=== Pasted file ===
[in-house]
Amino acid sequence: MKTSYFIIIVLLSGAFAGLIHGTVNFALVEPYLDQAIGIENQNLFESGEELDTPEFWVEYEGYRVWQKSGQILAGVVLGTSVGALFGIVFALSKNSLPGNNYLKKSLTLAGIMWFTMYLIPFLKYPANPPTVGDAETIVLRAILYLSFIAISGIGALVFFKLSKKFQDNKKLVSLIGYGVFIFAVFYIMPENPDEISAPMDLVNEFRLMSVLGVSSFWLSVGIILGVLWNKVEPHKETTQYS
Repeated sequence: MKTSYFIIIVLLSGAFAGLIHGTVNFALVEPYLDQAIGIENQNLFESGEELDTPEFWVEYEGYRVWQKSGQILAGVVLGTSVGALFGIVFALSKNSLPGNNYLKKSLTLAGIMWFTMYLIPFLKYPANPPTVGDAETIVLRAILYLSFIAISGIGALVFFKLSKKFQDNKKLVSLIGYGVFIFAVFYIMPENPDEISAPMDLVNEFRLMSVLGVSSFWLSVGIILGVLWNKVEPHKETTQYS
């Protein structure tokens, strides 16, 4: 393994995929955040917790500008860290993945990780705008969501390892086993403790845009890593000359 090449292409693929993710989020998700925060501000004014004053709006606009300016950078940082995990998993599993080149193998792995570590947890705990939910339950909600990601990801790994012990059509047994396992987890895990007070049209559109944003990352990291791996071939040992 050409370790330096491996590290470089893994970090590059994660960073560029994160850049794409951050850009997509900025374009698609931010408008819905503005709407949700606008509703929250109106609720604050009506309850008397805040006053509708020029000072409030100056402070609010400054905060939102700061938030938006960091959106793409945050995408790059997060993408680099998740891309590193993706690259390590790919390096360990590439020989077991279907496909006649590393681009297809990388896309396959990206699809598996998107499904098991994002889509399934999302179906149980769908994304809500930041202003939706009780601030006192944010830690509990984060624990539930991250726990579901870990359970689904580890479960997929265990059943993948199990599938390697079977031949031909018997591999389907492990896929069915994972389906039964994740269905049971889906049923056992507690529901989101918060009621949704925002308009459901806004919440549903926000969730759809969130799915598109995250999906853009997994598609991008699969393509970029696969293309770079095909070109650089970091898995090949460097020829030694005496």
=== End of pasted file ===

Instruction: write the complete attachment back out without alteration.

[in-house]
Amino acid sequence: MKTSYFIIIVLLSGAFAGLIHGTVNFALVEPYLDQAIGIENQNLFESGEELDTPEFWVEYEGYRVWQKSGQILAGVVLGTSVGALFGIVFALSKNSLPGNNYLKKSLTLAGIMWFTMYLIPFLKYPANPPTVGDAETIVLRAILYLSFIAISGIGALVFFKLSKKFQDNKKLVSLIGYGVFIFAVFYIMPENPDEISAPMDLVNEFRLMSVLGVSSFWLSVGIILGVLWNKVEPHKETTQYS
Repeated sequence: MKTSYFIIIVLLSGAFAGLIHGTVNFALVEPYLDQAIGIENQNLFESGEELDTPEFWVEYEGYRVWQKSGQILAGVVLGTSVGALFGIVFALSKNSLPGNNYLKKSLTLAGIMWFTMYLIPFLKYPANPPTVGDAETIVLRAILYLSFIAISGIGALVFFKLSKKFQDNKKLVSLIGYGVFIFAVFYIMPENPDEISAPMDLVNEFRLMSVLGVSSFWLSVGIILGVLWNKVEPHKETTQYS
């Protein structure tokens, strides 16, 4: 393994995929955040917790500008860290993945990780705008969501390892086993403790845009890593000359 090449292409693929993710989020998700925060501000004014004053709006606009300016950078940082995990998993599993080149193998792995570590947890705990939910339950909600990601990801790994012990059509047994396992987890895990007070049209559109944003990352990291791996071939040992 050409370790330096491996590290470089893994970090590059994660960073560029994160850049794409951050850009997509900025374009698609931010408008819905503005709407949700606008509703929250109106609720604050009506309850008397805040006053509708020029000072409030100056402070609010400054905060939102700061938030938006960091959106793409945050995408790059997060993408680099998740891309590193993706690259390590790919390096360990590439020989077991279907496909006649590393681009297809990388896309396959990206699809598996998107499904098991994002889509399934999302179906149980769908994304809500930041202003939706009780601030006192944010830690509990984060624990539930991250726990579901870990359970689904580890479960997929265990059943993948199990599938390697079977031949031909018997591999389907492990896929069915994972389906039964994740269905049971889906049923056992507690529901989101918060009621949704925002308009459901806004919440549903926000969730759809969130799915598109995250999906853009997994598609991008699969393509970029696969293309770079095909070109650089970091898995090949460097020829030694005496």